So, back to my comment on ethical practice, and why organisations don’t always embrace it, implement it, or actually care about it, even if they say they do. Specifically, does Sunderland AFC care about the impact of gambling within its supporter group? Does Sunderland AFC care about the most vulnerable within its community?

Seven months on from the club’s orchestrated efforts to support Roker Report’s Soup Kitchen appeal, the club has appointed a gambling firm as its principal shirt sponsor. From highlighting the plight of the city’s most vulnerable, to striking a partnership with a company, which will target the city’s most vulnerable.

Again, all betting firms do it, this isn’t simply a Sunderland problem, but it does suggest Sunderland don’t really care.

For decades, academic studies have investigated the impact of gambling sponsorship within football and other sports. Academic systematic reviews, papers that review historical studies on the same issue, continue to identify key outcomes.

  1. A correlation between marketing and consumption in regard to attitudes, intentions, and behaviours between gambling firms and supporters – not surprising, I know.
  2. A correlation between repetitive advertising and increases in problematic compulsive gambling – think in-play betting and Ray Winstone appearing around every possible corner.
  3. A correlation between marketing and its impact on those most vulnerable – a recent study stated “This relationship appears to be the strongest among high-risk problem gamblers”
  4. A correlation between gambling behaviours and new direct marketing communications – incentives, free bets, direct messaging

In a different study by scholars at Stirling university, focusing on the impact of COVID-19 and sports gambling – findings were damning and further highlighted the relationship between gambling advertising and its impact upon society’s most vulnerable. These groups have been made more vulnerable by the direct impacts of a global pandemic and disposable income.

The study found that:

Marketing was (also) successful in instigating behavioural response among those gambling at higher risk... the data suggests that marketing communications may have a disproportionate behavioural impact on those who are already moderate or problem gamblers

This is consistent with the systematic review above. It goes on:

Those experiencing gambling problems were three times more likely as those experiencing no problems to report that the amount of gambling advertising they saw, and the amount of direct marketing they received from gambling operators, increased during the initial Covid-19 lockdown

In a final study, focusing on the impact of gambling advertising on children found that despite UK law prohibiting direct marketing of gambling to children, its impact was telling:

Gambling logos occur frequently in football-related products and media consumed by children... a single gambling logo on a player’s shirt is refracted many times through collectable cards, football magazines, and the mediatized ‘play’ of a child fan’s world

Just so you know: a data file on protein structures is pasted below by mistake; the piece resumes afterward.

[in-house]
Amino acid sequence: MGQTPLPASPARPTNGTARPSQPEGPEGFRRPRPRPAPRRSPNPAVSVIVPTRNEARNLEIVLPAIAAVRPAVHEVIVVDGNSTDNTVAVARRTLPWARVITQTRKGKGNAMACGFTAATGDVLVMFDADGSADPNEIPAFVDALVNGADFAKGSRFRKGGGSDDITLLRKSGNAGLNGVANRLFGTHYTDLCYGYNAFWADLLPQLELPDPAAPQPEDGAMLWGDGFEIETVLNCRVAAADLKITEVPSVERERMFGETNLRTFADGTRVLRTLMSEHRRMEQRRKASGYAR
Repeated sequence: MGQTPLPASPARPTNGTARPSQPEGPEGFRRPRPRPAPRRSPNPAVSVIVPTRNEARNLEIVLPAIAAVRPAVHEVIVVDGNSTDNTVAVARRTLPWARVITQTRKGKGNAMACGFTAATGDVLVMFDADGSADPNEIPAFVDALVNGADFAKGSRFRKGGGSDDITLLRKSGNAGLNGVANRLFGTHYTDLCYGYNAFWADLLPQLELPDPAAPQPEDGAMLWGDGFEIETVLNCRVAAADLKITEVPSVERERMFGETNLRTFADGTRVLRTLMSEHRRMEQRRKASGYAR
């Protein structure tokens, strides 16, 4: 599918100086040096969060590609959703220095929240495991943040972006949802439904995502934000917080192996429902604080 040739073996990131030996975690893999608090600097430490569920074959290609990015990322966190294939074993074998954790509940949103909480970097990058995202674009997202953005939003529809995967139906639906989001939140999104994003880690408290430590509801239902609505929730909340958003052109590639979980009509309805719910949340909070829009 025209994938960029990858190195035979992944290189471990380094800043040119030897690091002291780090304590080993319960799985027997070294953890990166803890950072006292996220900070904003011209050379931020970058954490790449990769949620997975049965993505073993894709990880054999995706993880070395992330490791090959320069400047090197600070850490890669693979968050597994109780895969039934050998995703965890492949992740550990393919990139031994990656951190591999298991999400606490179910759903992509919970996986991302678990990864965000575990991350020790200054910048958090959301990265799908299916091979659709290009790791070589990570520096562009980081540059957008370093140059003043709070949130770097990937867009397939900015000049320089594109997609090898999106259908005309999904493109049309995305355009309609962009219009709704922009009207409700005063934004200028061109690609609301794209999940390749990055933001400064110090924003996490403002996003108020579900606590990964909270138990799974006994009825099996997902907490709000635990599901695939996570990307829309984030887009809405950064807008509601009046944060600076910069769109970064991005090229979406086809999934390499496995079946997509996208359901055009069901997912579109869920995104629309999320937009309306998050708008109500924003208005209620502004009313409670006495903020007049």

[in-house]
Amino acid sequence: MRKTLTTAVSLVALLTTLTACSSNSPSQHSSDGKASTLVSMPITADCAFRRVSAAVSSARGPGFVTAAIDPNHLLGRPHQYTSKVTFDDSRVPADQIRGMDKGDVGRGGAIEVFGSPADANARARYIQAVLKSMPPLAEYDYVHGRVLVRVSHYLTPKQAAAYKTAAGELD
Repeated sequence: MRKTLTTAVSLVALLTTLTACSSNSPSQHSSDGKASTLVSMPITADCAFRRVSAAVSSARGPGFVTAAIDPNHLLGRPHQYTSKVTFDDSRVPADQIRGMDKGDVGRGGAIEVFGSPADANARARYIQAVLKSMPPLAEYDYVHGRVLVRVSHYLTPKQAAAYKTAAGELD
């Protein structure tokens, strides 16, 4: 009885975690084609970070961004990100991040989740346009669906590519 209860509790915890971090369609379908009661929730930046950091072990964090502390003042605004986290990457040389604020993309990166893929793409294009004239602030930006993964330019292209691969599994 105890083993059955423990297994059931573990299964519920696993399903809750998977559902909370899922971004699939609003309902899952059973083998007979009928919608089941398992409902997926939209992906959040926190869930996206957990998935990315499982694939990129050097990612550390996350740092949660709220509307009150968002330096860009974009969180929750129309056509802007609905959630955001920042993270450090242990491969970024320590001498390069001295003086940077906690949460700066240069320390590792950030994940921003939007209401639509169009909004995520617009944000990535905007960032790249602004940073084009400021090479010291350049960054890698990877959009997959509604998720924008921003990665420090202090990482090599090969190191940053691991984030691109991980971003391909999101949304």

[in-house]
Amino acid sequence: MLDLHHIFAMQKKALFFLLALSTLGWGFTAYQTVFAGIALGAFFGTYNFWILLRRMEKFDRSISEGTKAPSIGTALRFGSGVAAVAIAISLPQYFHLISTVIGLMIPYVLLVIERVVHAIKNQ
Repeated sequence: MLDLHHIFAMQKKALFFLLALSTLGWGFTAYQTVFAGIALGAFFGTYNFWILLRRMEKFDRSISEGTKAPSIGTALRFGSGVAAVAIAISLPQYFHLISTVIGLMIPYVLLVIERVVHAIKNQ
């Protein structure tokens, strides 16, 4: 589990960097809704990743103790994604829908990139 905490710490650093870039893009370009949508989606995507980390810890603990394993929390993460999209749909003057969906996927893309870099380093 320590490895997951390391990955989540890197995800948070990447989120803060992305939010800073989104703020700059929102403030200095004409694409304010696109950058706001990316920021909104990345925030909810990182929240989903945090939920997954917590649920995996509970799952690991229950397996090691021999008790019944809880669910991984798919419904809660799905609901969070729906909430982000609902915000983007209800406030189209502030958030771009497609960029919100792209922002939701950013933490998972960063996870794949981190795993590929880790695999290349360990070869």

I’d argue this is akin to the way tobacco and alcohol brands appeared in the same positions previously. So, before entering this principal partnership, has Sunderland AFC considered all these social issues?

Did they consider their most vulnerable supporters, do they worry about the children who support the club, who are and will now be further subjected to advertising?

It’s likely, that Sunderland AFC has entered a principal shirt sponsorship deal with a company that offered the best or most rewarding financial terms. The club believes they can best benefit financially from the partnership, compared to a non-gambling firm. If this isn’t the case and they wish to set the record straight, it would be refreshing to hear from the club.

What does it mean from a supporter’s viewpoint?

Firstly, Some, probably the minority, will not be comfortable with another gambling company being the principal sponsor. Secondly, kid’s shirts will be plain and bland, but still £40 – unless the club has a more ethical partnership for the kids’ shirts. Thirdly, the whole club, and fan base are now susceptible to criticism from the wider footballing public, and rightly so. And finally, fans will see an increase in direct advertising and messaging, encouraging us to gamble through our new principal sponsor.

Sunderland v MK Dons - Sky Bet League 1 Photo by Steven Hadlow/MI News/NurPhoto via Getty Images

Research also tells us Sunderland’s players, and wider staff will be more susceptible to gambling problems – A recent study evidenced a correlation between gambling sponsorship and gambling problems for athletes / employees, who regularly consumed direct messaging and advertising from gambling firms who were club partners.

Some fantastic news to finish, as the new principal partner, SpreadEx will donate £100 to Sunderland’s appointed charities for every home goal scored in the 2022-23 season.

On last season’s tally, £4,900 would be making its way to good causes, or 14.3% of the £70,105 raised by Sunderland supporters in the 2021/22 Soup Kitchen appeal. Spreadex made profits of £19.1m last year, despite the impact of COVID, and their goals scheme equates to 0.00025% of their £19.1m profits the previous year.

Roker Report is a volunteer-run fanzine by people who were born here and care about people in the area. I will let you decide which is uncommitted CSR bullshit, and which is the true creation of shared value for Sunderland fans and its community.

Some will question whether anyone really cares who the shirt sponsor is. Some will say there’s more unethical stuff going on in the world.

But I’d encourage you to think of the individual Sunderland fans and their families who are most vulnerable to the impact of COVID-19, those who are in the lowest socio-economic groups, those who are targeted most by gambling firms.

People lose their lives due to addiction – tobacco, alcohol, gambling. Whereas tobacco and alcohol addiction lead to physical ill-health, gambling is psychological, and those psychological problems sometimes begin and are often a result of marketing efforts – born from the types of partnerships announced today.